Perry L. Glanzer (Baylor), Nathan F. Alleman (Baylor) & Todd C. Ream (Taylor), Restoring the Soul of the University: Unifying Christian Higher Education in a Fragmented Age (InterVarsity Press March 2017):
Has the American university gained the whole world but lost its soul?
In terms of money, prestige, power, and freedom, American universities appear to have gained the academic world. But at what cost? We live in the age of the fragmented multiversity that has no unifying soul or mission. The multiversity in a post-Christian culture is characterized instead by curricular division, the professionalization of the disciplines, the expansion of administration, the loss of community, and the idolization of athletics.
The situation is not hopeless. According to Perry L. Glanzer, Nathan F. Alleman, and Todd C. Ream, Christian universities can recover their soul — but to do so will require reimagining excellence in a time of exile, placing the liberating arts before the liberal arts, and focusing on the worship, love, and knowledge of God as central to the university.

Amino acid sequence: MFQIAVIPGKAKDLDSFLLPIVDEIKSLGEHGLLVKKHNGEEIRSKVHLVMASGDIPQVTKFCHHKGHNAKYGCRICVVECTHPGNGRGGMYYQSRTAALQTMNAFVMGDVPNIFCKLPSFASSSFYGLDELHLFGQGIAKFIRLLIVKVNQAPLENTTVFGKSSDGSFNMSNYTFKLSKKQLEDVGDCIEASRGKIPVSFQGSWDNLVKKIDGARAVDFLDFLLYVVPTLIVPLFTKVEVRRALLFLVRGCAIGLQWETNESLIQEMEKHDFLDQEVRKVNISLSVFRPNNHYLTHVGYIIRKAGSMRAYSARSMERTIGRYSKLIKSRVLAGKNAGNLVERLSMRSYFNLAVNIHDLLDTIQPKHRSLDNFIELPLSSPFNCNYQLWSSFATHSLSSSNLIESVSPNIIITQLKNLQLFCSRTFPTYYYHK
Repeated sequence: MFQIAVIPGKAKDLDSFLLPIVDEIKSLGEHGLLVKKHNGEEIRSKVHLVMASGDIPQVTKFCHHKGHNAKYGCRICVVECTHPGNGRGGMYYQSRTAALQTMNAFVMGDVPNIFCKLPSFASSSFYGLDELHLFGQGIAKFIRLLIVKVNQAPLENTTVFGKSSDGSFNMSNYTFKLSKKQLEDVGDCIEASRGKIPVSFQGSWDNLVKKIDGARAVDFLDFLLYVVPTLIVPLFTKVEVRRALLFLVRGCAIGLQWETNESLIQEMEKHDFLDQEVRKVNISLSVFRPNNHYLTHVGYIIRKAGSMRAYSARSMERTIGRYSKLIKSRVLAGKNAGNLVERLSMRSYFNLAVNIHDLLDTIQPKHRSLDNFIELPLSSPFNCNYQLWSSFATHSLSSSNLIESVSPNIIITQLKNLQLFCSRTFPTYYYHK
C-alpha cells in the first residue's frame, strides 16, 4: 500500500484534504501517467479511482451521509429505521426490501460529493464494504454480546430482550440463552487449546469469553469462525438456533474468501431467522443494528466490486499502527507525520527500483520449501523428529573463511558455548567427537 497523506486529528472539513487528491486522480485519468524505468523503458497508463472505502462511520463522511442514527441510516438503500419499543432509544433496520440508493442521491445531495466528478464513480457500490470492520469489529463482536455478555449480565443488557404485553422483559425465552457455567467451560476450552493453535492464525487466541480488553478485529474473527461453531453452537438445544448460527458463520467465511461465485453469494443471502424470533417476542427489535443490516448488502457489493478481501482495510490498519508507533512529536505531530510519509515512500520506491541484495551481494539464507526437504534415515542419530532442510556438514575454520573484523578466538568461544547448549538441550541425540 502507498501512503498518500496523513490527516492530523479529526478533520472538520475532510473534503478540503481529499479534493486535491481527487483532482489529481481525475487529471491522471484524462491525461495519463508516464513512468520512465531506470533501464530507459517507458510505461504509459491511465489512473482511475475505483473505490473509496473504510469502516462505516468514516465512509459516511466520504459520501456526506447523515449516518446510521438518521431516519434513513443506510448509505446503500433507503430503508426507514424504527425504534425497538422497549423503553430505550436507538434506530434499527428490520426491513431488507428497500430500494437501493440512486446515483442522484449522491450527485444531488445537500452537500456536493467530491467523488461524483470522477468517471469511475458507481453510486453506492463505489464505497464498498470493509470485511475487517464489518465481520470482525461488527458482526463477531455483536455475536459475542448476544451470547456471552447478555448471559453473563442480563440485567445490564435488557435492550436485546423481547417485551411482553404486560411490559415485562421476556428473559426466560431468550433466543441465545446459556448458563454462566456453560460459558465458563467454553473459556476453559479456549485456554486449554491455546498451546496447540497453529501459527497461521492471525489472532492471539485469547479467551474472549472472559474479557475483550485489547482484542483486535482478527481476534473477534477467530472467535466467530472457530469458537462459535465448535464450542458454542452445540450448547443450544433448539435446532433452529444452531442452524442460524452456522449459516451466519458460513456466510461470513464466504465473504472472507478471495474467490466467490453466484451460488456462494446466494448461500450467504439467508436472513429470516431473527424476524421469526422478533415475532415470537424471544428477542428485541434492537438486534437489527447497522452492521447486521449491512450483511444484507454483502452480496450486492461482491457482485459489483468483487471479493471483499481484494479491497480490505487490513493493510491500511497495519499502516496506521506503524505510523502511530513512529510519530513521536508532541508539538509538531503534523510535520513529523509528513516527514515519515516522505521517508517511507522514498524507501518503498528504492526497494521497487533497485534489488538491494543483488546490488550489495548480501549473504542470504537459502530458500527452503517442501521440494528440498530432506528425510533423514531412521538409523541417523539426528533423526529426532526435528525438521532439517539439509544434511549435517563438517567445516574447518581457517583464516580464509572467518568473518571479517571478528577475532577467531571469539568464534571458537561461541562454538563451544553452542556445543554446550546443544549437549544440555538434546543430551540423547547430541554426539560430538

Restoring the Soul of the University is a pioneering work that charts the history of the university and casts an inspiring vision for the future of higher education.
Inside Higher Ed, Restoring the Soul of the University:
Q: You write a lot about "multiversities" with "fragmented souls." How do you define those terms?
A: We take the terms from Clark Kerr’s The Uses of the University [Harvard University Press 5th ed. 2001] and define them in a somewhat similar fashion, but we also add some important elements.
Kerr understood the term “soul” as a university’s central animating principle. We believe the soul of the research university is not merely a central principle or purpose. It also includes its central identity and the story that connects that identity to a transcendent story of the universe. This identity and its story provide the source for the university’s ultimate moral ideals and various purposes, such as moral ideals about what it means to be a flourishing human being.